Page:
All Helko axes are forged from C45 High Grade Carbon Steel, with a Rockwell hardness of approximately 53-56HRC.
There is a small variety of wood suitable for axe handles. Hickory is the most common, being hard and dense, but with exceptional flexing strength. Other common choices apart from hickory include Black Locust, Hop-Hornbeam, White Ash, White Oak, Sugar Maple, and Fiberglass.
An axe with a blade that features a shallow wedge angle, and is designed to be used for cutting, as opposed to splitting.
A process in which a smith controls a drop hammer to shape hot steel, as it falls repeatedly onto it.
Used to chop down trees by cutting across the grain of the wood.
A polymer manufactured from plastic and reinforced with fine glass fibres.
A small, lightweight axe designed to be used with one hand.
A process that involves heating or chilling the steel, typically to extreme temperatures, to achieve the desired result such as hardening or softening the metal.
A heavy, long handled sledge hammer with an axe blade on the opposite end of the head. Mauls are commonly used for splitting heavy wood.
A process where hot forged steel is quenched in an oil bath to cool and harden the steel. Similar to water-hardening, but less likely to cause small chinks and other minor defects in the metal.
Applied to fiberglass handles to improve their strength and longevity.
A paint coating that is electrostatically applied to the metal as a dry powder. Unlike liquid paints, this dry powder coating does not require resins and solvents to form the base. The coating is cured under heat, during which the powder flows into a skin.
A wedge, typically made from steel or aluminium, which is used to split wood. A sledge hammer is required to drive the wedge into the wood.
A small hook at the bottom of a maul's blade, which is used to turn over a log.
A process where hot forged steel is quenched in a water bath to cool and harden the steel.
"Take care of your axe, and it will take care of you"
Always inspect your axe prior to use, making sure that the head is properly fitted and firmly attached to the handle. Never use an axe with a loose head.
Check your handle for any signs of splitting or cracking. If this occurs, replace the handle before using. Maintain your handles over time with a protective coating, such as linseed oil, varnish, or lacquer.
Know how to properly hone your axe. The goal is to keep the edge sharp while maintaining the original bevel. Use a straight edge file or sharpening stone. Grinding wheels should only be used by a professional, as overheating can alter the steel temper.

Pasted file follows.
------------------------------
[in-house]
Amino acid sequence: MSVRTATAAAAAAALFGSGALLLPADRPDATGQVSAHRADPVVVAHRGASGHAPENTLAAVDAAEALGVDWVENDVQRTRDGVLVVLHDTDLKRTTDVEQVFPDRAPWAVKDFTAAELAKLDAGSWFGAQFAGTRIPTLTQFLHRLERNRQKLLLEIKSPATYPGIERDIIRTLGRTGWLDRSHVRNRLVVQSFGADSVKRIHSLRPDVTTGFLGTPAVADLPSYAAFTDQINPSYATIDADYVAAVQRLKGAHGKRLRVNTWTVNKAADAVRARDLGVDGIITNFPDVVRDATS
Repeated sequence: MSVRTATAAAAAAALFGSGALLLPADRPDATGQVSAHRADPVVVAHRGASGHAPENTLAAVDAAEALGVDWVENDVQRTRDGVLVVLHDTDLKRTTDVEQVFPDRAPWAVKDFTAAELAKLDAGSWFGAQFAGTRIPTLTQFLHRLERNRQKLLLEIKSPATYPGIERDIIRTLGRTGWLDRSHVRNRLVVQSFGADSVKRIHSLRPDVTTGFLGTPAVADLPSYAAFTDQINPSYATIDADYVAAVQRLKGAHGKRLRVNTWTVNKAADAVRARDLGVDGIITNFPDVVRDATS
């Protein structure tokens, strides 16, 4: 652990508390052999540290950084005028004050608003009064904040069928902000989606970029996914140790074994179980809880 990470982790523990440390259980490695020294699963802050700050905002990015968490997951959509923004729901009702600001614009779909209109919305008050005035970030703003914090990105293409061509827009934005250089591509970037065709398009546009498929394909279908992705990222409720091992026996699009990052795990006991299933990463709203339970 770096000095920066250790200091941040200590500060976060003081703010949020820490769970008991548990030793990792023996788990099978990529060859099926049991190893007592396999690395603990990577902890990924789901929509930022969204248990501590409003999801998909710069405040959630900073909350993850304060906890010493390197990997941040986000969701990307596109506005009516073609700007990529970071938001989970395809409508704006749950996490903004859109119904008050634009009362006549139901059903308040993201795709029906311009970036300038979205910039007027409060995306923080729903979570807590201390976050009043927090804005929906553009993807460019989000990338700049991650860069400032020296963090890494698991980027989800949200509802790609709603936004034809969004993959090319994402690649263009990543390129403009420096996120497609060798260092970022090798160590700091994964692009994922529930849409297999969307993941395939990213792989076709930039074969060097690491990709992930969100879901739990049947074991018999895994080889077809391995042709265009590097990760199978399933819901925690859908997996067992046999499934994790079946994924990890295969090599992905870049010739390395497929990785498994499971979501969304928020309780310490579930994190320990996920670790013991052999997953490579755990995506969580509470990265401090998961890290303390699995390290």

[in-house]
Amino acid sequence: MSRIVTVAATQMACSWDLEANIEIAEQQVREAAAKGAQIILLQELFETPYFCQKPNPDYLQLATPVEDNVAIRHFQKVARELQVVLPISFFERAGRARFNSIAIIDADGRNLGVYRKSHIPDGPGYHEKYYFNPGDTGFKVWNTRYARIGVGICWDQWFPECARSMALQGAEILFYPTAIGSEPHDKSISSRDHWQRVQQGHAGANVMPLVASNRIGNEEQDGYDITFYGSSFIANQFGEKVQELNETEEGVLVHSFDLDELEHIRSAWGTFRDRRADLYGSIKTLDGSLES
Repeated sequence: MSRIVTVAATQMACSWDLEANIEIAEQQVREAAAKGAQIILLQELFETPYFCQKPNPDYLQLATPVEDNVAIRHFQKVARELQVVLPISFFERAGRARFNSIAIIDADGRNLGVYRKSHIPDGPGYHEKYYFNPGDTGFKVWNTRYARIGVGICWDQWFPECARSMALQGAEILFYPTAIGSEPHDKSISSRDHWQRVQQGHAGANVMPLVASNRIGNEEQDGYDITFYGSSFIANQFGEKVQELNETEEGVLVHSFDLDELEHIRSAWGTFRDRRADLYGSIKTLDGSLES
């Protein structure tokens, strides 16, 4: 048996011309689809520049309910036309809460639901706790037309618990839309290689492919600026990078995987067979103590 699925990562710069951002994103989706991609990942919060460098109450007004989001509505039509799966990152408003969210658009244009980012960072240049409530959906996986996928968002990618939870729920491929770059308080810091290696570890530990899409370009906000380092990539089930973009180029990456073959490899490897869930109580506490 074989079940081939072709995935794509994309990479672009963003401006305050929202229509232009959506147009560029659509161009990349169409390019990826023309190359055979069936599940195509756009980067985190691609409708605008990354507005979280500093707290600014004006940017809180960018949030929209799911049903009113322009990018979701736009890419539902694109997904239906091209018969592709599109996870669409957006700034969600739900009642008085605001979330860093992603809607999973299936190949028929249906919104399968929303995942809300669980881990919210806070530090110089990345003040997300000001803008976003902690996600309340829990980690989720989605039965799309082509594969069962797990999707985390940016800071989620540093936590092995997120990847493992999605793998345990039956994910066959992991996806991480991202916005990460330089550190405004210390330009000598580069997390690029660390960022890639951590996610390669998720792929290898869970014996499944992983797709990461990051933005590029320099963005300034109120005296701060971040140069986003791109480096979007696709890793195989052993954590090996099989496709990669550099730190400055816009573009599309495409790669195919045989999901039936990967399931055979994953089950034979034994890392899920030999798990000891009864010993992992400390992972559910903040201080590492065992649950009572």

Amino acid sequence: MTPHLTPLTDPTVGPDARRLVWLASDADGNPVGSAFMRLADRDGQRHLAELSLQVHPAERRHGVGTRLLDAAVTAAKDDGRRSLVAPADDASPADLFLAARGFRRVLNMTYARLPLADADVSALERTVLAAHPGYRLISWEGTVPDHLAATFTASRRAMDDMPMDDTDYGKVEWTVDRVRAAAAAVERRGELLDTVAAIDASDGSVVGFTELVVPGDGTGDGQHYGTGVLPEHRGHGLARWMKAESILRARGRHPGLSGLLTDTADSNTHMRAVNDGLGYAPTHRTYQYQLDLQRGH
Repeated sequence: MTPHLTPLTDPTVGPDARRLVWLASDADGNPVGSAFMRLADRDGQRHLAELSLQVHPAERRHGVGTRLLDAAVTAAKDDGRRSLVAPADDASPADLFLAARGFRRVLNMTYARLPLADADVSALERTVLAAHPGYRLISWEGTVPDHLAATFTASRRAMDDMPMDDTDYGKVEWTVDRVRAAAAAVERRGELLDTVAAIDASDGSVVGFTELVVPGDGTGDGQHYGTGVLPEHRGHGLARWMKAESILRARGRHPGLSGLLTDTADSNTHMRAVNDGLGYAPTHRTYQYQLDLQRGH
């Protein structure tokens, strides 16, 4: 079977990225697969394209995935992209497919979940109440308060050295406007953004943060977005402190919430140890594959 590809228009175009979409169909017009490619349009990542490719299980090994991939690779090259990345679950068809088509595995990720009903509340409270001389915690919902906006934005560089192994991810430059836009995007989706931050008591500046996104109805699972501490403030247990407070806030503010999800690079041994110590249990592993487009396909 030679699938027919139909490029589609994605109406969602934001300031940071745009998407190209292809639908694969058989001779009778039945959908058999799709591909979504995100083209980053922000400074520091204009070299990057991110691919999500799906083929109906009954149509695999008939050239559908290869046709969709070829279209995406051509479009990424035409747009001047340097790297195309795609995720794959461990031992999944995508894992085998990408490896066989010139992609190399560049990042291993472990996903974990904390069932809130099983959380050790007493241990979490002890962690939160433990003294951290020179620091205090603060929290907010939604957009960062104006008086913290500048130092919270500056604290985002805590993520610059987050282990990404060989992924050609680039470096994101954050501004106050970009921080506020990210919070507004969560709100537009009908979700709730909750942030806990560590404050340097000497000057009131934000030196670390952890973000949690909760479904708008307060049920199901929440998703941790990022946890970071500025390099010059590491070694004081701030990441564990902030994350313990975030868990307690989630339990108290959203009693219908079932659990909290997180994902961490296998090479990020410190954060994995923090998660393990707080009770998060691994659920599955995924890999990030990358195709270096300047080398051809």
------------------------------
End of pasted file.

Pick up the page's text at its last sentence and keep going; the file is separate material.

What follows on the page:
Storage & Sheath
Store your axe in a clean, dry place. Moisture and over exposure to the elements will cause damage over time. After using your axe, clean and oil down the head. A sheath or edge protector should be used to protect the axe blade when not in use. Thick durable leather is recommended. Ordinary leather polish may be used to keep the sheath in good condition.
High grade carbon steel is susceptible to rusting over time. Rust can be prevented by painting the axe head or keeping the axe head well oiled. If rusting does occur, use steel wool to remove, and then wipe down with oil.
When splitting, use a firm and stable chopping surface to reduce the risk of injury. Never split wood against the ground. Take care to avoid striking the handle against logs or other objects, which can happen in the event of a miss swing, and is the leading cause of damaged handles. If your axe blade becomes stuck in a log, rock it back and forth in line with the blade. Never twist side to side, as this may break your handle.
Accidental miss swings and flying debris can cause serious injury to the eyes, feet, and body. Eye protection, steel-toed boots, and proper clothing should always be worn. Spectators should maintain a safe viewing distance. The back side of axes and hatchets (referred to as the "poll" or "butt") should not be used as a striking surface. Never use an axe, maul, or hatchet if you are tired, on medication, or intoxicated.